General Remarks on Boundary Conditions in Lattice Boltzmann MethodOne of the most important pieces of creating the correct flow with the Lattice Boltzmann method is to accurately impose the desired boundary conditions. Although specifying boundary conditions on the NavierStokes equation is straightforward, imposing boundary conditions within a Lattice Boltzmann simulation can be quite challenging, especially on the GPU. In this section, we will discuss the different boundary conditions implemented in our Lattice Boltzmann code. Specifically we will cover the implementation of the following boundary conditions:
Implementation of Boundary ConditionsIn this section we will describe how we implemented a variety of boundary conditions. Future work will develop our boundary condition code further. Bounce Back Boundary ConditionIn order to obtain a noslip boundary condition for a specified boundary, we use the "Bounce Back Method." This method has been discussed extensively in the literature and a few versions have been developed. The most simple scheme is to place a wall halfway between a wall grid point and a fluid grid point and then "bounceback" particles that stream into the wall. For instance, f_{4}, f_{7}, and f_{8} stream into the wall, and are bounced back by setting f_{5}=f_{7}, f_{2}=f_{4}, and f_{6}=f_{8}. Figure 1: Scheme describing the Bounce Back Method (Mohamad, 2011). Boundary Conditions with Known VelocityImposing a constant velocity at an inlet and outlet is commonly used in simulations. Let us focus on the west inlet in the picture below. Particles f_{6}, f_{3}, f_{7}, f_{2}, and f_{4} will stream onto a point on the wall; we must now solve for f_{5}, f_{1}, and f_{8} based on the constant velocity assumption. In general, one should apply bounceback to the nonequilibrium part of f on the boundaries, i.e. f_{5 } f_{5,eq}= f_{7 } f_{7,eq}_{ }(as discussed in_{ } Zou, Q., & He, X. (1997). On pressure and velocity boundary conditions for the lattice Boltzmann BGK model). feq depends on the hydrodynamic variables, so the constantvelocity boundary condition will enter through feq. In general this is a painful but necessary procedure. Figure 2: Schematic showing the known and unknown distribution functions at respective boundaries of the domain (Mohamad, 2011). Periodic Boundary ConditionsThe periodic boundary conditions is the simplest boundary condition because one can directly relate the knowns of one boundary to the unknowns of the other boundary. Namely, along boundary (a) of Fig. 3 the unknowns are, after streaming, f_{6}, f_{2}, and f_{5}. However, along boundary (b) these three distributions are known! We thus solve all of the unknowns by relating f_{6,a}=f_{6,b }, f_{2,a}=f_{2,b}, and f_{5,a}=f_{5,b}, and likewise for the other boundaries and for the unknowns of (b) relating them to the knowns of (a). Figure 3: Schematic illustrating the periodic boundary conditions and how they relate to each other and the flow (Mohamad, 2011). Imposed Pressure Difference Boundary ConditionThe pressure boundary condition is particularly confusing as pressure enters Lattice Boltzmann simulations in a subtle way. In our Lattice Boltzmann simulation, pressure is related to density by ΔP ∝ Δρc_{s}^{2}; the constant in front of Δρ relates to how we scaled our simulation. To set f at each boundary, we follow a procedure similar to the "Boundary Conditions with Known Velocity" above but now set ρ to a constant. Note that Lattice Boltzmann simulations become unstable when Δρ is large, so in practice we had to adjust the resolution of our simulation until Δρ~0.01. For this method it is also important to make sure that the initial velocity and density matches that of the imposed flow; if you do not do this, confusing shocks will propagate through the domain.References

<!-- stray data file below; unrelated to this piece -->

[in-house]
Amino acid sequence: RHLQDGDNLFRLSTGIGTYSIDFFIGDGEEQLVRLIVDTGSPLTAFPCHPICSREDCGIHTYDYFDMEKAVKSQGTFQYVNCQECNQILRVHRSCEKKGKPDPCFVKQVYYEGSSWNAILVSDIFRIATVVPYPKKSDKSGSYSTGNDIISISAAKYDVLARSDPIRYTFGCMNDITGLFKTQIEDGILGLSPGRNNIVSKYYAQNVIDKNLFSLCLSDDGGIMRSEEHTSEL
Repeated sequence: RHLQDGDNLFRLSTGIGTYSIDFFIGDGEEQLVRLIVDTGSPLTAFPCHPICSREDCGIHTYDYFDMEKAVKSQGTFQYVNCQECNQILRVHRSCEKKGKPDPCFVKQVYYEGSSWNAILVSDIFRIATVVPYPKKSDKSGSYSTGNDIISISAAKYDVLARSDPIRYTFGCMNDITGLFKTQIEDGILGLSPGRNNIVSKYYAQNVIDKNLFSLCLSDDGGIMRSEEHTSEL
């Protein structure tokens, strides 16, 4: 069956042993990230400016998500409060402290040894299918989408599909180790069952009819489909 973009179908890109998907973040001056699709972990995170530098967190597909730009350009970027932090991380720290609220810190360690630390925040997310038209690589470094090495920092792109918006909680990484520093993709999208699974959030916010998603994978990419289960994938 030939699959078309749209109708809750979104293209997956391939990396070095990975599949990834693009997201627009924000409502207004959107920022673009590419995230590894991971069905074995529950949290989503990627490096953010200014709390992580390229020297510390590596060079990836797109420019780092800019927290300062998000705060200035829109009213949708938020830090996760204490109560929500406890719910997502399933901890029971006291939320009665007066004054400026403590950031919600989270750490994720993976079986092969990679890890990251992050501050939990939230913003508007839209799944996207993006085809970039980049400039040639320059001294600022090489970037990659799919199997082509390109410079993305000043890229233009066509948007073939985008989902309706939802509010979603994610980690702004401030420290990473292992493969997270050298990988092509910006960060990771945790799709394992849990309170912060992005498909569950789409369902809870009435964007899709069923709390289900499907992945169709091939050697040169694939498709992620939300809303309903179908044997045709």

Home >